Economists seem convinced the global economy is going to suffer mightily as government, household, corporate and financial sector debt come home to roost. Hong Kong is in recession, but its negligible debt and inflation levels mean its winter could be less discontented than many others.
Nouriel Roubini might often be deemed “Doctor Doom”, but he has a nasty habit of being right. So when he talks about the “unavoidable crash”, we should take note.
And when an army of other economists begin to follow suit, our policymakers would be rash not to batten down the hatches. Financial Secretary Paul Chan Mo-po caught the right note in the Legislative Council earlier this week when he promised that the government would be prudent in its fiscal spending, but many leaders worldwide have yet to get the memo.
Roubini, professor emeritus of economics at New York University’s Stern School of Business, pulled no punches in an article last week. The world is “lurching toward an unprecedented confluence of economic, financial and debt crises”, and this “mother of all stagflationary debt crises” cannot be avoided.
Beyond the commonly discussed challenges created by the Covid
-19 pandemic, the energy, food and supply chain crises triggered by a combination of the Russian invasion of Ukraine and the pressing need to move away from fossil fuels because of global warming, Roubini points to one factor above all others: unprecedented indebtedness. It’s not just government debt, but household, corporate and financial-sector debt as well.
Households will be squeezed as mortgage repayment costs soar. Governments under pressure to rebuild healthcare systems in the wake of the Covid
-19 pandemic have to contend with soaring debt service costs. Unctad says low-income countries last year spent almost 10 per cent of revenues on servicing their debts.
Roubini notes that debt in advanced economies is 420 per cent of global GDP. Overborrowing has happened for decades, he says, and many borrowers are set to become “insolvent zombies” hit by a triple whammy of a sharp jump in debt repayments, a sharp drop in real incomes eroded by inflation and a sharp fall in asset prices, particularly housing prices.
Through the zero-interest-rate quantitative easing era in place since the 2007 global financial crisis, this debt surge concerned few economists or policymakers. But as a sharp spike in inflation has forced up interest rates, governments and households with high levels of debt are set to be hit hard.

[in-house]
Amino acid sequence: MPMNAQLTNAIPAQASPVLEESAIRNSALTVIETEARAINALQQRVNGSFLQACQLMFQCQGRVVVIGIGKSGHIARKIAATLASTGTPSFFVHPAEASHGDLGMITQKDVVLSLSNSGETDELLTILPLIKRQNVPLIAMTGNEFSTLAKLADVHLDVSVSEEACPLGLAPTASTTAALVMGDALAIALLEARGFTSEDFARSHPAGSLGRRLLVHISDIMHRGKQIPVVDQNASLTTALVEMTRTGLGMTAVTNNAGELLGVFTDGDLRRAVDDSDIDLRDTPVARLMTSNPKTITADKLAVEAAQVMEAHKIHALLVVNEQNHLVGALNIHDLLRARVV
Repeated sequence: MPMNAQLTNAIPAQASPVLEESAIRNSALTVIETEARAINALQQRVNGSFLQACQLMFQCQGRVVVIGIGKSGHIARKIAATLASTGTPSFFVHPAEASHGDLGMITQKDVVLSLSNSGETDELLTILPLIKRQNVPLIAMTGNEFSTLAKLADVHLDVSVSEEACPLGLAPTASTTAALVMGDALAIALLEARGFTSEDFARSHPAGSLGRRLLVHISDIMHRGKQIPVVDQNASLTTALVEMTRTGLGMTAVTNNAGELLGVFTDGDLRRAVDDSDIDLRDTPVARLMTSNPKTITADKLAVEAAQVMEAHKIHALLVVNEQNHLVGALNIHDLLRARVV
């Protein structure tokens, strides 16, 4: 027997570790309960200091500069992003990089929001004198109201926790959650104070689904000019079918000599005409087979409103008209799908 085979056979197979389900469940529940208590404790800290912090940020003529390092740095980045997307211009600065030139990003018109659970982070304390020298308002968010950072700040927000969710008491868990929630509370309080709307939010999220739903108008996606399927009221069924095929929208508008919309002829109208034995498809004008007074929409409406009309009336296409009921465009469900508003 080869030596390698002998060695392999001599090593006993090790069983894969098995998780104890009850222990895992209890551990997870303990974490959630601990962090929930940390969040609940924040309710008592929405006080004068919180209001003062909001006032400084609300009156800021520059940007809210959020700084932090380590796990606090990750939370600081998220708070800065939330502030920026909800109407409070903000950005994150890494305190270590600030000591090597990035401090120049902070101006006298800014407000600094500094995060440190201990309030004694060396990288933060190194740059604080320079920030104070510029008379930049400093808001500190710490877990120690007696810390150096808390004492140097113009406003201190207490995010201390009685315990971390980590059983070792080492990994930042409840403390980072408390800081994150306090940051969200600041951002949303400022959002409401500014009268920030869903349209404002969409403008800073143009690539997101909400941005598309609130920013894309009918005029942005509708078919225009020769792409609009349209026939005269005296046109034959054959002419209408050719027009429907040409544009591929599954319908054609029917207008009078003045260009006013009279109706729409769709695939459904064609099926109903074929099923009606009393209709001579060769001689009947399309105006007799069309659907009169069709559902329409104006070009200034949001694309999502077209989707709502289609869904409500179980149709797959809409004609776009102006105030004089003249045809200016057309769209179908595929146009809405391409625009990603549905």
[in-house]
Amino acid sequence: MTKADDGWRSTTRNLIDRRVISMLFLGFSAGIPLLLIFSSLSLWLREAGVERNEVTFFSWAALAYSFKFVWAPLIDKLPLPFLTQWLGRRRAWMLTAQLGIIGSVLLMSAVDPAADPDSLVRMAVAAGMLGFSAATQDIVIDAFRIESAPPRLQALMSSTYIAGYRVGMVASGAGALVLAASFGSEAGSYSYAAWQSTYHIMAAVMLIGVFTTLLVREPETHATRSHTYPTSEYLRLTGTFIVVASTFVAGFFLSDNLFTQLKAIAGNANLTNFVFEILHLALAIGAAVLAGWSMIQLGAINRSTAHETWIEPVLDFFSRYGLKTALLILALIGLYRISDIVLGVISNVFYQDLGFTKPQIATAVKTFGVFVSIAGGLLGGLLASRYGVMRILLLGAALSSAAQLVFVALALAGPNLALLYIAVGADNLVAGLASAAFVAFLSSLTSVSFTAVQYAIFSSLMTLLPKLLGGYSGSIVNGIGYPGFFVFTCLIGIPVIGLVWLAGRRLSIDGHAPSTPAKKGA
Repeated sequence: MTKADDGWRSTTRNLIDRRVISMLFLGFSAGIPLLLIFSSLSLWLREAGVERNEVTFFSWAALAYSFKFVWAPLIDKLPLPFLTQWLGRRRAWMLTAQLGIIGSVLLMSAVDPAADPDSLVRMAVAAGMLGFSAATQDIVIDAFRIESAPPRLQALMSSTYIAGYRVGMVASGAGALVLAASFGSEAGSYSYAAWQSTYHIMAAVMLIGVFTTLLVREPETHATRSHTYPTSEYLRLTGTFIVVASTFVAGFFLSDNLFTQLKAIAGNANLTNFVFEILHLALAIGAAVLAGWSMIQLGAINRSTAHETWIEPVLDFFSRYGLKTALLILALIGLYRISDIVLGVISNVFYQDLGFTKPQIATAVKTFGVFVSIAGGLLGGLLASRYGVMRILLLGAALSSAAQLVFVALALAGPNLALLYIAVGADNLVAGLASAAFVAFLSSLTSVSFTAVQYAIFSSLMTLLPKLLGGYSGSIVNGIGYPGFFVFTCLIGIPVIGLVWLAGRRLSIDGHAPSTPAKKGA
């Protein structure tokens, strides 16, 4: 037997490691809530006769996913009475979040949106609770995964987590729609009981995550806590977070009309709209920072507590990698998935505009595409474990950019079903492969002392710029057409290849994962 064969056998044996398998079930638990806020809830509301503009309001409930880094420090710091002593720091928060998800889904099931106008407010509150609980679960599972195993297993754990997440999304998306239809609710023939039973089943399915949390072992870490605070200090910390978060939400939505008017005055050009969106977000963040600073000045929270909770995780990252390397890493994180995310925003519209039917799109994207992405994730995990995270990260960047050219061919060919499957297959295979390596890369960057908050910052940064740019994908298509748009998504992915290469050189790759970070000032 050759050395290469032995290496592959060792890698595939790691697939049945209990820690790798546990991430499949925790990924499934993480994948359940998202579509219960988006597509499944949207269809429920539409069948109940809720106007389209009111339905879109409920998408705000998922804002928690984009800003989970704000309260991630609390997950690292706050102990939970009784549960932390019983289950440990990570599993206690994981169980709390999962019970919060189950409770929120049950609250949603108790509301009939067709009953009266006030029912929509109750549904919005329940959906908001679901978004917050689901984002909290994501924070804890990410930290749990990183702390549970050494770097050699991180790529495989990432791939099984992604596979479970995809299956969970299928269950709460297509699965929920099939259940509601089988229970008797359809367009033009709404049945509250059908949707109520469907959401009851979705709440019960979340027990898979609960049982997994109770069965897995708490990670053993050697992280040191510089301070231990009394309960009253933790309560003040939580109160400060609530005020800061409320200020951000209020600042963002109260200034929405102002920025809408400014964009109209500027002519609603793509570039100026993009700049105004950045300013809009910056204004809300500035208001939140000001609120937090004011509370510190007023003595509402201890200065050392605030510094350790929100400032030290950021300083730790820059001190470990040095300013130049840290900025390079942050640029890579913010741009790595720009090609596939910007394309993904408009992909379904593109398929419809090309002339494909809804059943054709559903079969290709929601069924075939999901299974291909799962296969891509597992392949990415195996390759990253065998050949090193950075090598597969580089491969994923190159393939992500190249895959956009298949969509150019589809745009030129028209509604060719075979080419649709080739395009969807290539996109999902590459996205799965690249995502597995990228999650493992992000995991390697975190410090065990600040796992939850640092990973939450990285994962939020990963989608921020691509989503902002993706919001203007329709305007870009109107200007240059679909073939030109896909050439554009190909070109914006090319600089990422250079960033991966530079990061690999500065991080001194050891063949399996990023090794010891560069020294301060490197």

Roubini’s warnings come as economists worldwide point to collapsing GDP growth rates through 2023, with many economies expected to experience contraction. Hong Kong is forecasting a 3.2 per cent full-year contraction, and we are in good company – Germany’s economy is forecast to contract by 0.3 per cent next year.
A recent International Monetary Fund blog forecasts 1 per cent GDP growth in the United States next year and just 0.5 per cent across Europe, predicting “for many people, 2023 will feel like a recession”. Developing countries remain the most vulnerable, with the IMF concerned that “too many low-income countries are in, or near, debt distress”. But this does not mean the world’s richest economies do not face acute pain.
Commentators are already talking of a winter of discontent ahead as labour groups in many countries are proposing strike action. In the UK, there have been strikes by railway workers, nurses, ambulance workers, civil servants, postal staff and bakers, with strikes threatened by teachers and firefighters. In the US, New York Times journalists are going on strike.
Parallels are being drawn with Britain’s 1978 “Winter of Discontent”, in which extensive strike action including gravediggers and refuse collectors brought the country to its knees as Christmas approached. It led to the downfall of the Labour government led by Jim Callaghan a few months into 1979.
History might not be repeating itself, but it is certainly rhyming. Both instances have the threat of recession following a severe oil price crisis and acute inflation with wages struggling to keep pace. The 1978 winter was one of the coldest on record, with many shivering through a bleak, dark winter. Many are hoping the coming winter will not be similarly cold.
Making things potentially worse this time round are the public pressure to rebuild in the wake of the pandemic and high levels of debt. Also, remember that Britain’s 1978 winter of discontent was largely confined to Britain. This time round, many economies face a grim, depressing winter, with falling stock and property prices affecting even the rich.
Debt – like inflation – is a particular problem because it is difficult to bring under control without aggravating recessionary forces. As numerous bodies from the IMF to the Institute of International Finance have elaborated, debt can only be reduced – and then only slowly – by strong growth, government spending cuts, privatisation of government assets, wealth taxes or simply debt defaults. With strong growth unlikely as recession looms, none of the other options are attractive or easy.
For Hong Kong, there is a silver lining as, unlike many economies worldwide, it has negligible debt. While the economy has contracted in 2022, at least inflation is also negligible. Compared to other communities worldwide, 2023 might not be as awful as Roubini predicts.
All we await is a reopening of China’s economy. After timid opening steps in recent weeks, that might come sooner than expected. Despite Roubini’s warnings, our winter may not be so discontented after all.